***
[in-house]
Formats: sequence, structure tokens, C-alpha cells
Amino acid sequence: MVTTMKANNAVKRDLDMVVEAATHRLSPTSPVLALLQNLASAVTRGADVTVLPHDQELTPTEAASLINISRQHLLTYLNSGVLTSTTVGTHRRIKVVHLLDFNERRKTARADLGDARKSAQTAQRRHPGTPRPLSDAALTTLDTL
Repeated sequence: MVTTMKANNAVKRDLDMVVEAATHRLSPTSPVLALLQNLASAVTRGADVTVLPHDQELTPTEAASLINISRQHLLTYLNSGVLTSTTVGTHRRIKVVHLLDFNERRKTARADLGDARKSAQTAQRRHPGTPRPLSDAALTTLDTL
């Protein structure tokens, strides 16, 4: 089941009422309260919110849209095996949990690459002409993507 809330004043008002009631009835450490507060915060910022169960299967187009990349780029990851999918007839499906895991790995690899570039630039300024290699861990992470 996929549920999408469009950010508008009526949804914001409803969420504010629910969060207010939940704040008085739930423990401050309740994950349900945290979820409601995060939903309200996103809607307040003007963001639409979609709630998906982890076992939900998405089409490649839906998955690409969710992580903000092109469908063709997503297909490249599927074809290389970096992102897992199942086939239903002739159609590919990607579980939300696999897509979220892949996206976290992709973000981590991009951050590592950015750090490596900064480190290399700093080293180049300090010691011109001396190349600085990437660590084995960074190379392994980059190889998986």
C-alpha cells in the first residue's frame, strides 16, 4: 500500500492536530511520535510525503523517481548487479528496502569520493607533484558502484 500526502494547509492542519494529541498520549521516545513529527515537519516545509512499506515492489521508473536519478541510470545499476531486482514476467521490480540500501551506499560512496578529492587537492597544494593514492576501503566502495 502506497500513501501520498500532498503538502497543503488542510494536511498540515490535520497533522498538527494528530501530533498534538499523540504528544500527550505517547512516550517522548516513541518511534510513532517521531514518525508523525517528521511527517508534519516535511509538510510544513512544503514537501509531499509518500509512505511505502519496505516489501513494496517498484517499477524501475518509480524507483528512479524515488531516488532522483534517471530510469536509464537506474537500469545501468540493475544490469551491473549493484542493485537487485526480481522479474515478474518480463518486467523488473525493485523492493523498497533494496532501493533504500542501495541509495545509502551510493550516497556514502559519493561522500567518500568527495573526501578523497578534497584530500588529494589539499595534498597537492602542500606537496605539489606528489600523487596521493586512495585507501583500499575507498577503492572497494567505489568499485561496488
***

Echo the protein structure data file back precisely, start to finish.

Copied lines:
[in-house]
Formats: sequence, structure tokens, C-alpha cells
Amino acid sequence: MVTTMKANNAVKRDLDMVVEAATHRLSPTSPVLALLQNLASAVTRGADVTVLPHDQELTPTEAASLINISRQHLLTYLNSGVLTSTTVGTHRRIKVVHLLDFNERRKTARADLGDARKSAQTAQRRHPGTPRPLSDAALTTLDTL
Repeated sequence: MVTTMKANNAVKRDLDMVVEAATHRLSPTSPVLALLQNLASAVTRGADVTVLPHDQELTPTEAASLINISRQHLLTYLNSGVLTSTTVGTHRRIKVVHLLDFNERRKTARADLGDARKSAQTAQRRHPGTPRPLSDAALTTLDTL
């Protein structure tokens, strides 16, 4: 089941009422309260919110849209095996949990690459002409993507 809330004043008002009631009835450490507060915060910022169960299967187009990349780029990851999918007839499906895991790995690899570039630039300024290699861990992470 996929549920999408469009950010508008009526949804914001409803969420504010629910969060207010939940704040008085739930423990401050309740994950349900945290979820409601995060939903309200996103809607307040003007963001639409979609709630998906982890076992939900998405089409490649839906998955690409969710992580903000092109469908063709997503297909490249599927074809290389970096992102897992199942086939239903002739159609590919990607579980939300696999897509979220892949996206976290992709973000981590991009951050590592950015750090490596900064480190290399700093080293180049300090010691011109001396190349600085990437660590084995960074190379392994980059190889998986």
C-alpha cells in the first residue's frame, strides 16, 4: 500500500492536530511520535510525503523517481548487479528496502569520493607533484558502484 500526502494547509492542519494529541498520549521516545513529527515537519516545509512499506515492489521508473536519478541510470545499476531486482514476467521490480540500501551506499560512496578529492587537492597544494593514492576501503566502495 502506497500513501501520498500532498503538502497543503488542510494536511498540515490535520497533522498538527494528530501530533498534538499523540504528544500527550505517547512516550517522548516513541518511534510513532517521531514518525508523525517528521511527517508534519516535511509538510510544513512544503514537501509531499509518500509512505511505502519496505516489501513494496517498484517499477524501475518509480524507483528512479524515488531516488532522483534517471530510469536509464537506474537500469545501468540493475544490469551491473549493484542493485537487485526480481522479474515478474518480463518486467523488473525493485523492493523498497533494496532501493533504500542501495541509495545509502551510493550516497556514502559519493561522500567518500568527495573526501578523497578534497584530500588529494589539499595534498597537492602542500606537496605539489606528489600523487596521493586512495585507501583500499575507498577503492572497494567505489568499485561496488